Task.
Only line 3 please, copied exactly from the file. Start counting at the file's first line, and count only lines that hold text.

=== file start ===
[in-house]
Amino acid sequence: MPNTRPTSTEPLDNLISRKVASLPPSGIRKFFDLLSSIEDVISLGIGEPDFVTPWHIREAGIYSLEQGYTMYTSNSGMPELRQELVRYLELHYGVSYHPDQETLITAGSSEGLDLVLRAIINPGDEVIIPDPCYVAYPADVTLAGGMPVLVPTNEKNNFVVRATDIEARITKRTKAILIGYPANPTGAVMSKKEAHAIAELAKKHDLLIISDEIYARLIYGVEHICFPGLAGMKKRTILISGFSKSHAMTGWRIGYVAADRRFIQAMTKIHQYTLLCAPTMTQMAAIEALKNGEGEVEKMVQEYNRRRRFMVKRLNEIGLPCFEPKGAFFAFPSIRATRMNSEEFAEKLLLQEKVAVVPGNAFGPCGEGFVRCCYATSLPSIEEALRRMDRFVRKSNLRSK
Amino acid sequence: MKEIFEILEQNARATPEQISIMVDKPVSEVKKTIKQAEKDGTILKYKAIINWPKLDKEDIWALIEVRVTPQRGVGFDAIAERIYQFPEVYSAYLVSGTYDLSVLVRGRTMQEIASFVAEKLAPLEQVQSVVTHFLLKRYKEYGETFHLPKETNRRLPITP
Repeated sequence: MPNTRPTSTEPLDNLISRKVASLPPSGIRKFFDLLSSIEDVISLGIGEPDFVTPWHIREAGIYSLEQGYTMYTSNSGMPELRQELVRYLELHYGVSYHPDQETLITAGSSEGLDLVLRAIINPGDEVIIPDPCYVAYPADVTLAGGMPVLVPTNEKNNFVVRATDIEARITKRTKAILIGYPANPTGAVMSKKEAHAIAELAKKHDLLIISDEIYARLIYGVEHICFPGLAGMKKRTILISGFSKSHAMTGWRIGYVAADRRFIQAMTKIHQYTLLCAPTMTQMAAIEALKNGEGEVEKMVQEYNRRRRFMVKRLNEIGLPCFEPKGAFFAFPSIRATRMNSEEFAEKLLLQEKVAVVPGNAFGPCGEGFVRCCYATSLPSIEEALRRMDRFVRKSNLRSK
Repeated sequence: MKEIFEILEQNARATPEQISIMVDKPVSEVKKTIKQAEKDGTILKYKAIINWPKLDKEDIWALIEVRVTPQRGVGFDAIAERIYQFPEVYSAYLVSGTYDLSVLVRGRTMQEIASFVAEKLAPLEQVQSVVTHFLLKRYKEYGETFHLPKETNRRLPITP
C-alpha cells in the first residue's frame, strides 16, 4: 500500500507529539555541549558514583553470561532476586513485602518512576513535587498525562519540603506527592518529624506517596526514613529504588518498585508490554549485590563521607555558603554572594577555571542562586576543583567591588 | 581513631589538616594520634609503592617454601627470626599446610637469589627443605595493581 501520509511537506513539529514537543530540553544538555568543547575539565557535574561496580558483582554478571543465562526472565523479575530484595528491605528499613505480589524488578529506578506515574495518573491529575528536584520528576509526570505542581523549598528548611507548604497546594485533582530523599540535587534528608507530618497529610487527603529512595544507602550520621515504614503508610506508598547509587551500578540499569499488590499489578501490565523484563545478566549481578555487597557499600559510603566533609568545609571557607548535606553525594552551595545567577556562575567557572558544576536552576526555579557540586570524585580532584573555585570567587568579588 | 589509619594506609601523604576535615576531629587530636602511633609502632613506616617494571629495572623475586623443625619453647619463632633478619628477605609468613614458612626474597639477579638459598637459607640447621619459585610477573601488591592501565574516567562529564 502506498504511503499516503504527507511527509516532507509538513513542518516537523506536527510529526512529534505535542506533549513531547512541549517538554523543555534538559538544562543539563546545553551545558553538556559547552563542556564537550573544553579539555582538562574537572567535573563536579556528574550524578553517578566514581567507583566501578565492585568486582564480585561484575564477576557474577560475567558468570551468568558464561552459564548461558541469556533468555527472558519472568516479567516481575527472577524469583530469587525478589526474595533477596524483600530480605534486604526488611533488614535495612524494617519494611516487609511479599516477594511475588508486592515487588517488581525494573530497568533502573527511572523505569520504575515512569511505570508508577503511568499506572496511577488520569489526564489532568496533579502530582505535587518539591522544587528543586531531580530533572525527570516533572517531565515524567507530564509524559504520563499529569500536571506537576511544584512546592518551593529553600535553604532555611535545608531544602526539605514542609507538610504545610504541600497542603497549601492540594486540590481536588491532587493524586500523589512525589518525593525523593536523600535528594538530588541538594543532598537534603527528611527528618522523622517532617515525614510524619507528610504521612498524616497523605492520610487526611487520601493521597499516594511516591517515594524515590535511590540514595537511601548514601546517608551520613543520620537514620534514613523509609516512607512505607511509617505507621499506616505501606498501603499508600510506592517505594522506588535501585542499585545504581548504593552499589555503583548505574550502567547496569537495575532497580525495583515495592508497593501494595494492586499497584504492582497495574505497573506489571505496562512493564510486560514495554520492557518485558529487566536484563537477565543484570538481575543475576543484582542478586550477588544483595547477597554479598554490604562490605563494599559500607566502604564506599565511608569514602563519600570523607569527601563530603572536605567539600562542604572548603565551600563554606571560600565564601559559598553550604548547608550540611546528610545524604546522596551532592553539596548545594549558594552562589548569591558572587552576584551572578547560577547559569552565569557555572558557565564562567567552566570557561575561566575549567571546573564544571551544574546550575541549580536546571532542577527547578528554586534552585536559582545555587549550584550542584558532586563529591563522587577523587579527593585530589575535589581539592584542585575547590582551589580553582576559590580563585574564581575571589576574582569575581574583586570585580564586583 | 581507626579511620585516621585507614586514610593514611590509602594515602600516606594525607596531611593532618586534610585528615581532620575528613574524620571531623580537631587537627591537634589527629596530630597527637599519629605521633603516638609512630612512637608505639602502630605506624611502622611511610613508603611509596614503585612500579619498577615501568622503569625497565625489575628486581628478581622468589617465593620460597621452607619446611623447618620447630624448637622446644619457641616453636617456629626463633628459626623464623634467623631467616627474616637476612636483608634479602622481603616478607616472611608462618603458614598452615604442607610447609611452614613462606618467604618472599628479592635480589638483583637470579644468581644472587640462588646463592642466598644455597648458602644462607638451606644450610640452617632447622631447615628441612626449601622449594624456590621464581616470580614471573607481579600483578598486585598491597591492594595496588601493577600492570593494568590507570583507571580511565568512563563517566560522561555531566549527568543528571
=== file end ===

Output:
Amino acid sequence: MKEIFEILEQNARATPEQISIMVDKPVSEVKKTIKQAEKDGTILKYKAIINWPKLDKEDIWALIEVRVTPQRGVGFDAIAERIYQFPEVYSAYLVSGTYDLSVLVRGRTMQEIASFVAEKLAPLEQVQSVVTHFLLKRYKEYGETFHLPKETNRRLPITP